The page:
What Is It?

It is considered the leading cause of canine forelimb lameness. This is a general term meaning arthritis of the elbow, that encompasses several conditions of the elbow joint, including fragmented coronoid process (FCP), ununited anconeal process (UAP), osteochondritis dessicans (OCD), and joint incongruity. All of these are causes of elbow dysplasia but are different conditions with their own distinct pathophysiology.

Fragmented coronoid process (FCP) – a condition in which a small piece of bone on the joint’s inner side breaks off the ulna. The fragment irritates the joint and wears away the cartilage of the humerus.

Ununited anconeal process (UAP) – a condition in which a bone fragment on the joint’s backside has failed to unite with the ulna during growth.

Osteochondritis dessicans (OCD) – a condition in which a piece of cartilage becomes partially or fully detached from the elbow joint’s surface. This results in inflammation of the lining of the joint and causes pain.

Joint incongruity – a condition where the joint does not have the correct conformation, and the cartilage of the joint wear out rapidly. This leads to progressive arthritis.

Who Gets It?

It primarily affects medium and large breed dogs, and clinical signs manifest as puppies, usually between 5-8 months of age. However, dogs can be brought in at any age suffering from osteoarthritis secondary to one of the causes of elbow dysplasia.

A high incidence of occurrence has been noted in:

  • Bernese Mountain Dogs
  • German Shepherds
  • Rottweilers
  • Golden Retrievers
  • Labrador Retriever

Other breeds affected are:

  • Newfoundland
  • Saint Bernard
  • Mastiff
  • Springer Spaniel
  • Australian Shepherd
  • Chow Chow
  • Shar-Pei
  • Shetland Sheepdog
  • Some Terrier breeds

Typically, both elbows are affected, but dysplasia can be unilateral.

What Are The Signs?

All dogs with this will have forelimb lameness, although the degree may vary. It usually gets worse after exercise, and the animal seems stiff when getting up from resting, and will tire easily. The dog will typically stand with the elbows held close to the body, and the paws rotated outward.  The joint(s) may appear thickened or swollen, and the dog may resist the elbow’s manipulation. He/she will have a decreased range of motion, and arthritis often develops in the abnormal joint over time.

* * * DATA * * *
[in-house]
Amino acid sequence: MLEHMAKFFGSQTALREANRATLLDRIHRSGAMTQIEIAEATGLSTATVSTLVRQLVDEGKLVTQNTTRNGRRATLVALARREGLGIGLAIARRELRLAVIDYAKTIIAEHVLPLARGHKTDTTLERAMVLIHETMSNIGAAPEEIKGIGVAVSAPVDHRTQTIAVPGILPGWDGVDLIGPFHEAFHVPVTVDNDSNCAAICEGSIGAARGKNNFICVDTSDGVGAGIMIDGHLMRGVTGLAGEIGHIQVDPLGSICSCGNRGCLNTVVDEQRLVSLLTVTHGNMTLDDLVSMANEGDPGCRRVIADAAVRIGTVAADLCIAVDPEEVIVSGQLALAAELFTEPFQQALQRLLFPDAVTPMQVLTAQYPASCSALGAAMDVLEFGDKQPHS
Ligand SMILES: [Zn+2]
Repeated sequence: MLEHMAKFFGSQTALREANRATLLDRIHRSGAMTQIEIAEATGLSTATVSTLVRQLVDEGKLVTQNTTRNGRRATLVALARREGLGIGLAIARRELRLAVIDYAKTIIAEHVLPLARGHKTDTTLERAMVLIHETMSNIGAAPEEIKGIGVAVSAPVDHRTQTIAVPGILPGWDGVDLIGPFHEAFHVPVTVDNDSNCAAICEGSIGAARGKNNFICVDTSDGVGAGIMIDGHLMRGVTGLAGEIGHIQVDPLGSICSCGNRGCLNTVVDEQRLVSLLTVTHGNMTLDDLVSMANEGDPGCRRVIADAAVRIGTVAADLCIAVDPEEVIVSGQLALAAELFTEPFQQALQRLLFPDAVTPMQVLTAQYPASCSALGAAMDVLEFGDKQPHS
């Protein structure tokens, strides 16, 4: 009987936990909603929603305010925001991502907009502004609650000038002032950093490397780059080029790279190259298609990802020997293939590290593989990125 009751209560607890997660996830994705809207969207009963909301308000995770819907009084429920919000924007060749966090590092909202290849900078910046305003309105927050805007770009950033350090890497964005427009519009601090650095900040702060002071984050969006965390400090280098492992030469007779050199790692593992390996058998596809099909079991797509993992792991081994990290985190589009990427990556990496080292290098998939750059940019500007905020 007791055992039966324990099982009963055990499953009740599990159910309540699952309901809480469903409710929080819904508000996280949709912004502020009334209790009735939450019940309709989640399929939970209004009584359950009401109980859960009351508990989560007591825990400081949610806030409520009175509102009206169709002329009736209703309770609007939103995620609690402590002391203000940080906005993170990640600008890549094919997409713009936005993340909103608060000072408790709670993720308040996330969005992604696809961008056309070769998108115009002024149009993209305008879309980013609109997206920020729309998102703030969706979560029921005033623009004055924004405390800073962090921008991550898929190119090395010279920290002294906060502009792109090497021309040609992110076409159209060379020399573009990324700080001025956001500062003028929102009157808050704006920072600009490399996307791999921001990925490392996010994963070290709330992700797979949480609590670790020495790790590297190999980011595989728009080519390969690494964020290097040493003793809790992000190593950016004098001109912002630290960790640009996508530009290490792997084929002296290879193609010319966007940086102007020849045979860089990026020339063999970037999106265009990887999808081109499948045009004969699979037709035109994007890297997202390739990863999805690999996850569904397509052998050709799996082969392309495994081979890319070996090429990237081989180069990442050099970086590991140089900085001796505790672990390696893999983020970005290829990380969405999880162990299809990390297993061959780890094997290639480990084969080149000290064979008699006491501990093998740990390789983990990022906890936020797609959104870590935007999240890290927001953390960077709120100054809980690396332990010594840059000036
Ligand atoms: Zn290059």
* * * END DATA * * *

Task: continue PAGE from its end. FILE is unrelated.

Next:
How Is It Diagnosed?

Your veterinarian can diagnose it based on the history, clinical signs, and a complete physical exam, as well as radiographs of the elbow(s). A CT scan and/or arthroscopy may also be performed since they are more accurate than traditional x-rays.

Why Did This Happen To My Dog?

All forms are hereditary and are genetically inherited rather than caused by injury or trauma. There is also some evidence that nutrition plays a role in its development because diets that promote rapid growth can lead to OCD, one of the causes of elbow dysplasia.

How Is It Treated?

Because it is a progressive condition, surgery is often the best option for affected dogs, combined with medical management. Dogs with this will benefit from physical therapy and anti-inflammatories. In cases where the dysplasia is due to an ununited anconeal process or fragmented coronoid process, surgery is performed to remove these damaging bone fragments. OCD and FCP can also be treated with arthroscopic surgery. In cases where joint incongruity – the bones’ failure to grow synchronously – is the cause, surgery may be performed to alter the radius and ulna’s lengths and curvature.

Can It Be Prevented?

It is primarily an inherited disorder, so responsible and selective breeding is important. For breeds prone to this condition, feeding a diet that promotes slow, steady growth rather than rapid growth is critical. As with any orthopedic condition, disease progression can be slowed with proper weight management, which will decrease stress on the joint and slow the joint’s development. If your dog is diagnosed with elbow dysplasia, regular veterinary exams are important for monitoring the disease’s progression.

What Is the Prognosis For My Dog?

If your dog is a candidate for surgery, the best prognosis comes with early treatment. Many dogs with this can function well as pets, but even after surgery will not be suitable for working or agility dogs. If arthroscopic surgery is performed, most dogs will begin using the limb the same day as the surgery, and after 2-3 months, the dog should be using the limb well, and lameness is significantly reduced. Recovery is somewhat variable between dogs, especially if arthritis is present. Most of the dogs with an ununited anconeal process will be helped with surgery – about 60% return to normal function, 30% are improved, while 10% do not improve with surgery. Approximately 75% of the dogs with a fragmented coronoid process or OCD of the elbow will benefit from surgery. Because surgery will not remove arthritis that is already present in the joint, some pets may have some stiffness or lameness after very heavy exercise or during cool, damp weather conditions. Additionally, dogs that have dramatically swollen elbows before surgery tend to have a lower success rate.

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